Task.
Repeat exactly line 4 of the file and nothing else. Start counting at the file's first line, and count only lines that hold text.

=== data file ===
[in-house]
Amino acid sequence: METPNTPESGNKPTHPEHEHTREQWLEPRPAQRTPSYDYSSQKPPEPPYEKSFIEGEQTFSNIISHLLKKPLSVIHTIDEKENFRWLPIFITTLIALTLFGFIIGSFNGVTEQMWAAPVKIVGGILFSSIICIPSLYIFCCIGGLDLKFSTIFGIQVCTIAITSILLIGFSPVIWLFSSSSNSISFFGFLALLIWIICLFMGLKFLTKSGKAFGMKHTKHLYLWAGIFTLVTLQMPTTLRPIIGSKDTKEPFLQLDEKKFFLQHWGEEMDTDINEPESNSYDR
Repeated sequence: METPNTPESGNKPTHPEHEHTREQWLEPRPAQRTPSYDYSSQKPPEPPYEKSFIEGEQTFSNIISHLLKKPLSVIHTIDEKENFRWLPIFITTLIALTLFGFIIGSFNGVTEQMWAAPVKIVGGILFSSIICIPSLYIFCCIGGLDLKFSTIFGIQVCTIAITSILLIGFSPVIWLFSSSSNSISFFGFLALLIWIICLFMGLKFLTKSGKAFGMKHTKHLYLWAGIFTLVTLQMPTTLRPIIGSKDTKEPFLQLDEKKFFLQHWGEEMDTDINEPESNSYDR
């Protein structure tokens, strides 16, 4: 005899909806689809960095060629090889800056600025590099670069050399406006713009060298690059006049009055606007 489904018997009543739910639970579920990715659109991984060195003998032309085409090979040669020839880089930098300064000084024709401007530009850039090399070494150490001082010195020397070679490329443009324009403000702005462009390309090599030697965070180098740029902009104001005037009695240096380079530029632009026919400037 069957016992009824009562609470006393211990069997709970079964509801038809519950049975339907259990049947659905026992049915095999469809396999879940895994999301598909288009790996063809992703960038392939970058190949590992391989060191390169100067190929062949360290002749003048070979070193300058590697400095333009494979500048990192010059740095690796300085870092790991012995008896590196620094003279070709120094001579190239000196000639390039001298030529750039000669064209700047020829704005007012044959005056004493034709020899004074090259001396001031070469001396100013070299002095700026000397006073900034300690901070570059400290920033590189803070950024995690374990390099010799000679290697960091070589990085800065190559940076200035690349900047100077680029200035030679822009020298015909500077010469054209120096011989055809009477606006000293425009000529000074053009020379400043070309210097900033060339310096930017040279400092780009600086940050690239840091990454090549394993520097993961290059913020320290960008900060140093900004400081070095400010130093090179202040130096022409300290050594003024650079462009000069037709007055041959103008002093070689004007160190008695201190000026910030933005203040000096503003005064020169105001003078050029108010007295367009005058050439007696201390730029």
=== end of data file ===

């Protein structure tokens, strides 16, 4: 005899909806689809960095060629090889800056600025590099670069050399406006713009060298690059006049009055606007 489904018997009543739910639970579920990715659109991984060195003998032309085409090979040669020839880089930098300064000084024709401007530009850039090399070494150490001082010195020397070679490329443009324009403000702005462009390309090599030697965070180098740029902009104001005037009695240096380079530029632009026919400037 069957016992009824009562609470006393211990069997709970079964509801038809519950049975339907259990049947659905026992049915095999469809396999879940895994999301598909288009790996063809992703960038392939970058190949590992391989060191390169100067190929062949360290002749003048070979070193300058590697400095333009494979500048990192010059740095690796300085870092790991012995008896590196620094003279070709120094001579190239000196000639390039001298030529750039000669064209700047020829704005007012044959005056004493034709020899004074090259001396001031070469001396100013070299002095700026000397006073900034300690901070570059400290920033590189803070950024995690374990390099010799000679290697960091070589990085800065190559940076200035690349900047100077680029200035030679822009020298015909500077010469054209120096011989055809009477606006000293425009000529000074053009020379400043070309210097900033060339310096930017040279400092780009600086940050690239840091990454090549394993520097993961290059913020320290960008900060140093900004400081070095400010130093090179202040130096022409300290050594003024650079462009000069037709007055041959103008002093070689004007160190008695201190000026910030933005203040000096503003005064020169105001003078050029108010007295367009005058050439007696201390730029």